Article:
Earlier this year, three filmmakers distributed 150 digital video cameras to people throughout Iraq and encouraged them to film and talk about post-Saddam life there. The idea was that a close-up look at things from ground level would be a more realistic depiction of what’s going on there than what we get from the American media. This sounds reasonable on the face of it, but when you end up with more than 400 hours of footage, which is then edited down to an 80-minute feature, you have to wonder if the material has been shaped to make a specific point. It seems so in Voices of Iraq, the message being that you shouldn’t despair, and things aren’t as bad as you’ve been told.
Thus we’re given the non-revelations that now that Saddam is gone, conditions are, on balance, better; that many people are glad he’s gone; that terrorists are causing much of the problems; that there are still unrehabilitated Saddam supporters; and that the common folk who do admit to missing the old days are worried about things like lack of security, or electricity and water. All this one can get from reading the newspapers. But for some people, nothing short of war boosterism will make the American press seem “fair and balanced,” and so several right-wing Web sites are championing this film as bringing to light the truths buried or ignored by the “liberal media.”
There are moments when the film does seem to be coming from a particular ideological place. During an anti-American protest, we’re told via captions that the protesters waited for the media to show up and then disbanded once the media left, as though this were something sinister — but what’s the point of protesting if nobody sees it? Then there are a few talking heads who sound like they’ve been watching too much Fox News: One man says that the Abu Ghraib prisoners were “Saddam’s henchmen” and the same people who tortured him, suggesting they got what they deserved (even though it’s been reported that many if not most of the prisoners were people who’d been caught in sweeping arrests and not yet accused of anything). Another man says al Qaeda members were coddled by Saddam and grew rich under his regime — which doesn’t square with the known hostility between the religious terrorists and the secular dictator.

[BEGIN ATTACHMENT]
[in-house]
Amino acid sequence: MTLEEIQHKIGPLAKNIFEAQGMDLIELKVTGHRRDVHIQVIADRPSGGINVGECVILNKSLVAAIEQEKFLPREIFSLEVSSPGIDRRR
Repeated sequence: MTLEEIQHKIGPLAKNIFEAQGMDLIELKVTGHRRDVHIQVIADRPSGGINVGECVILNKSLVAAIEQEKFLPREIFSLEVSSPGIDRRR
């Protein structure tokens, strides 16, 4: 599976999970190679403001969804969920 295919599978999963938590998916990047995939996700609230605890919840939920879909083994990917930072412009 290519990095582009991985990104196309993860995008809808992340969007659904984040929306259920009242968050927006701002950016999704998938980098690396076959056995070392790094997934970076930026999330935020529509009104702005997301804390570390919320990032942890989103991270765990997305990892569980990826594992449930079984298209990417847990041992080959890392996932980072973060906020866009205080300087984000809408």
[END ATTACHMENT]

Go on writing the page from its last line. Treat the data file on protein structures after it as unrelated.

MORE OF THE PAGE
Despite all this, it’s an interesting film, and though the filmmakers have an agenda, they manage to keep it in check for long stretches. The depictions of life during wartime, of some peoples’ perseverance and even optimism in dire circumstances, are encouraging, even inspiring at times. However, there’s a bit toward end where a headline from The Washington Post reading “Time to Get Out of the Quagmire in Iraq” is superimposed over a scene of Iraqis enjoying themselves at an amusement park. It’s such a tacky bit of agitprop that one imagines it would make even Michael Moore blush. The Iraq situation can’t be coarsened into any one simple message, since it involves too many overlapping states of misery and well-being. Things are bad in Iraq, though they may get better; things are better, though they could get worse.
In Arabic, English and Kurdish with English subtitles. Showing at the Birmingham 8 Theatre, 211 S. Woodward, Birmingham; 248-644-3256.
Richard C. Walls writes about film for Metro Times. E-mail him at firstname.lastname@example.org.